We have used saturation transfer electron paramagnetic resonance (ST-EPR) to detect the microsecond rotational motions of spin-labeled myosin heads in bundles of skinned muscle fibers, under conditions of rigor, relaxation, and isometric contraction. Experiments were performed on fiber bundles perfused continuously with an ATP-regenerating system. Conditions were identical to those we have used in previous studies of myosin head orientation, except that the fibers were perpendicular to the magnetic field, making the spectra primarily sensitive to rotational motion rather than to the orientational distribution. In rigor, the high intensity of the ST-EPR signal indicates the absence of microsecond rotational motion, showing that heads are all rigidly bound to actin. However, in both relaxation and contraction, considerable microsecond rotational motion is observed, implying that the previously reported orientational disorder under these conditions is dynamic, not static, on the microsecond time scale. The behavior in relaxation is essentially the same as that observed when myosin heads are detached from actin in the absence of ATP (Barnett and Thomas, 1984), corresponding to an effective rotational correlation time of approximately 10 microseconds. Slightly less mobility is observed during contraction. One possible interpretation is that in contraction all heads have the same mobility, corresponding to a correlation time of approximately 25 microseconds. Alternatively, more than one motional population may be present. For example, assuming that the spectrum in contraction is a linear combination of those in relaxation (mobile) and rigor (immobile), we obtained a good fit with a mole fraction of 78–88% of the heads in the mobile state.(ABSTRACT TRUNCATED AT 250 WORDS)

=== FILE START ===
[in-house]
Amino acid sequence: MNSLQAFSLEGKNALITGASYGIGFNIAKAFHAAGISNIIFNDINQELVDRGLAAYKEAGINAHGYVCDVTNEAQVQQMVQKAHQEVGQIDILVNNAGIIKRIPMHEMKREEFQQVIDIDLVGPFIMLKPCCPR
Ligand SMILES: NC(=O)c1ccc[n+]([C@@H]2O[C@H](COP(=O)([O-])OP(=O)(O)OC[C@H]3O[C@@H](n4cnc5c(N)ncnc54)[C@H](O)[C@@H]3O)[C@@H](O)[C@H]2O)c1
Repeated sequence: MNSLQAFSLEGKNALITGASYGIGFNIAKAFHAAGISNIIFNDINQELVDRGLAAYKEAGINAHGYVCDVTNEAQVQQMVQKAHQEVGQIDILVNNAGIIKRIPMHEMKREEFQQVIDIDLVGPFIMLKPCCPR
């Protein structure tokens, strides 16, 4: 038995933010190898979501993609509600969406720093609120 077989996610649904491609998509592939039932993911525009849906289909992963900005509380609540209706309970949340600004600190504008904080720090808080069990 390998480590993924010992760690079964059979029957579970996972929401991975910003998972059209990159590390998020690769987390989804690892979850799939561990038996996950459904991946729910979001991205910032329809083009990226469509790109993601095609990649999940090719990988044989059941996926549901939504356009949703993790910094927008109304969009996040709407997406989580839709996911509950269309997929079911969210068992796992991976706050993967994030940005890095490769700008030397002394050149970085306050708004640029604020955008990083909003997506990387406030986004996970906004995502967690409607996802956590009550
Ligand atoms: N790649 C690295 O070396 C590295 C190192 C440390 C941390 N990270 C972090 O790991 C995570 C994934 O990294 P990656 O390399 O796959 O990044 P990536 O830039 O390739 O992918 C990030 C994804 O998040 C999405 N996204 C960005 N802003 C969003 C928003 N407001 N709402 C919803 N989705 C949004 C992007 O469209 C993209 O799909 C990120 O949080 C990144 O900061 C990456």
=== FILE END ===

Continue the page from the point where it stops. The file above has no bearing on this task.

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We thank Piotr Fajer and Roger Cooke for helpful discussions; Robert L. H. Bennett and Kiandokt Beyzavi for technical assistance, and John Lipscomb for making the Varian E-109 spectrometer and computer available. We thank Piotr Fajer for mechanical measurements. This work was supported by grants from the National Institutes of Health (AR 32961 and RR03826) and the Muscular Dystrophy Asso- ciation of America. Vincent A. Barnett was partially supported by a predoctoral fellowship from the National Science Foundation. David D. Thomas was supported by an Established Investigatorship from the American Heart Association.